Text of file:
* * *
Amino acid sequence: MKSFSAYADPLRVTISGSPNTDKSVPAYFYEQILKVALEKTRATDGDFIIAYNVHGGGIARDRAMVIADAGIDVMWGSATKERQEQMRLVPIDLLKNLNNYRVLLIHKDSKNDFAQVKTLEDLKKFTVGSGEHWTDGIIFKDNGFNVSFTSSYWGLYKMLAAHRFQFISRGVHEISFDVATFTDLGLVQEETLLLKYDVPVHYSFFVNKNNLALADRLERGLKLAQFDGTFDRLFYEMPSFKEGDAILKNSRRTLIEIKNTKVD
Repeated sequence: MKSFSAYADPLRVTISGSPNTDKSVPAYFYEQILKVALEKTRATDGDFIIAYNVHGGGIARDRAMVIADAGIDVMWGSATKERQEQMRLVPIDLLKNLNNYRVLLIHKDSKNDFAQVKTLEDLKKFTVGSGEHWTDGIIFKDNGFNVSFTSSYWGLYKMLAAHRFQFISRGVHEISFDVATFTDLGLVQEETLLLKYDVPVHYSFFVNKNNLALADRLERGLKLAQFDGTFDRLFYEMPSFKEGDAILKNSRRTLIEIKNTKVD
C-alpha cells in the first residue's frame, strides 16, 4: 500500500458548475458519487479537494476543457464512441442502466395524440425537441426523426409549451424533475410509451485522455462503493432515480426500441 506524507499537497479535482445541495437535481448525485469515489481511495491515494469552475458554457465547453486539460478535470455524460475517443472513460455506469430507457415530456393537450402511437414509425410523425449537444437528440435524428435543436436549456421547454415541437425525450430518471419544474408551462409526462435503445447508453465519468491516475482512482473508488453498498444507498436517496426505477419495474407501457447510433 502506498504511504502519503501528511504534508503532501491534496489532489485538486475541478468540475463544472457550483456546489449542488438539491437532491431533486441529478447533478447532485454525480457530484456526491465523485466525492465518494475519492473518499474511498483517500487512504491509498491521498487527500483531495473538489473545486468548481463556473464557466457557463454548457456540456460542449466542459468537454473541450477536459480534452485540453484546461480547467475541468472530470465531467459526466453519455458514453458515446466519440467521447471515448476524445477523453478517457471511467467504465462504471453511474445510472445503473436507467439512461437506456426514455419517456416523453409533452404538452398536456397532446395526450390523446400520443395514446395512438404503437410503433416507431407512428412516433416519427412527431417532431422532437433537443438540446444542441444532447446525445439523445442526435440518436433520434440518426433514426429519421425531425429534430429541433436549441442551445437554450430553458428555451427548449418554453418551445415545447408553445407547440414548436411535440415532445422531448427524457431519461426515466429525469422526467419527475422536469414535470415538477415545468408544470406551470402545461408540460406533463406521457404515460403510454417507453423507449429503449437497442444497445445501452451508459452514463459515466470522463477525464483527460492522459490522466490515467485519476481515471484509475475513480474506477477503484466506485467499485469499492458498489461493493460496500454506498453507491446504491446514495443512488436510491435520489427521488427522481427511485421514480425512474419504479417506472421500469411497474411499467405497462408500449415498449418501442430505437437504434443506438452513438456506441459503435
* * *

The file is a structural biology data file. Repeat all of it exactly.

Amino acid sequence: MKSFSAYADPLRVTISGSPNTDKSVPAYFYEQILKVALEKTRATDGDFIIAYNVHGGGIARDRAMVIADAGIDVMWGSATKERQEQMRLVPIDLLKNLNNYRVLLIHKDSKNDFAQVKTLEDLKKFTVGSGEHWTDGIIFKDNGFNVSFTSSYWGLYKMLAAHRFQFISRGVHEISFDVATFTDLGLVQEETLLLKYDVPVHYSFFVNKNNLALADRLERGLKLAQFDGTFDRLFYEMPSFKEGDAILKNSRRTLIEIKNTKVD
Repeated sequence: MKSFSAYADPLRVTISGSPNTDKSVPAYFYEQILKVALEKTRATDGDFIIAYNVHGGGIARDRAMVIADAGIDVMWGSATKERQEQMRLVPIDLLKNLNNYRVLLIHKDSKNDFAQVKTLEDLKKFTVGSGEHWTDGIIFKDNGFNVSFTSSYWGLYKMLAAHRFQFISRGVHEISFDVATFTDLGLVQEETLLLKYDVPVHYSFFVNKNNLALADRLERGLKLAQFDGTFDRLFYEMPSFKEGDAILKNSRRTLIEIKNTKVD
C-alpha cells in the first residue's frame, strides 16, 4: 500500500458548475458519487479537494476543457464512441442502466395524440425537441426523426409549451424533475410509451485522455462503493432515480426500441 506524507499537497479535482445541495437535481448525485469515489481511495491515494469552475458554457465547453486539460478535470455524460475517443472513460455506469430507457415530456393537450402511437414509425410523425449537444437528440435524428435543436436549456421547454415541437425525450430518471419544474408551462409526462435503445447508453465519468491516475482512482473508488453498498444507498436517496426505477419495474407501457447510433 502506498504511504502519503501528511504534508503532501491534496489532489485538486475541478468540475463544472457550483456546489449542488438539491437532491431533486441529478447533478447532485454525480457530484456526491465523485466525492465518494475519492473518499474511498483517500487512504491509498491521498487527500483531495473538489473545486468548481463556473464557466457557463454548457456540456460542449466542459468537454473541450477536459480534452485540453484546461480547467475541468472530470465531467459526466453519455458514453458515446466519440467521447471515448476524445477523453478517457471511467467504465462504471453511474445510472445503473436507467439512461437506456426514455419517456416523453409533452404538452398536456397532446395526450390523446400520443395514446395512438404503437410503433416507431407512428412516433416519427412527431417532431422532437433537443438540446444542441444532447446525445439523445442526435440518436433520434440518426433514426429519421425531425429534430429541433436549441442551445437554450430553458428555451427548449418554453418551445415545447408553445407547440414548436411535440415532445422531448427524457431519461426515466429525469422526467419527475422536469414535470415538477415545468408544470406551470402545461408540460406533463406521457404515460403510454417507453423507449429503449437497442444497445445501452451508459452514463459515466470522463477525464483527460492522459490522466490515467485519476481515471484509475475513480474506477477503484466506485467499485469499492458498489461493493460496500454506498453507491446504491446514495443512488436510491435520489427521488427522481427511485421514480425512474419504479417506472421500469411497474411499467405497462408500449415498449418501442430505437437504434443506438452513438456506441459503435